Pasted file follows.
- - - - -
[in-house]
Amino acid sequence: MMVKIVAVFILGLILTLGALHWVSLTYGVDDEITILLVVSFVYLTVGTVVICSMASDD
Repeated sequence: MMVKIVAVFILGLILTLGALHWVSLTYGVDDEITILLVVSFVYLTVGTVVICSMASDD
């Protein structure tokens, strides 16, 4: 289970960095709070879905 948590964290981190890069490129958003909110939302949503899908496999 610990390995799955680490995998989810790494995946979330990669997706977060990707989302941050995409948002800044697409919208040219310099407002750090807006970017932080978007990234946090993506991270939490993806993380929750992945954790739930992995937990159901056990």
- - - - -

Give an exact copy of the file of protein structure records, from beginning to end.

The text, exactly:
[in-house]
Amino acid sequence: MMVKIVAVFILGLILTLGALHWVSLTYGVDDEITILLVVSFVYLTVGTVVICSMASDD
Repeated sequence: MMVKIVAVFILGLILTLGALHWVSLTYGVDDEITILLVVSFVYLTVGTVVICSMASDD
């Protein structure tokens, strides 16, 4: 289970960095709070879905 948590964290981190890069490129958003909110939302949503899908496999 610990390995799955680490995998989810790494995946979330990669997706977060990707989302941050995409948002800044697409919208040219310099407002750090807006970017932080978007990234946090993506991270939490993806993380929750992945954790739930992995937990159901056990």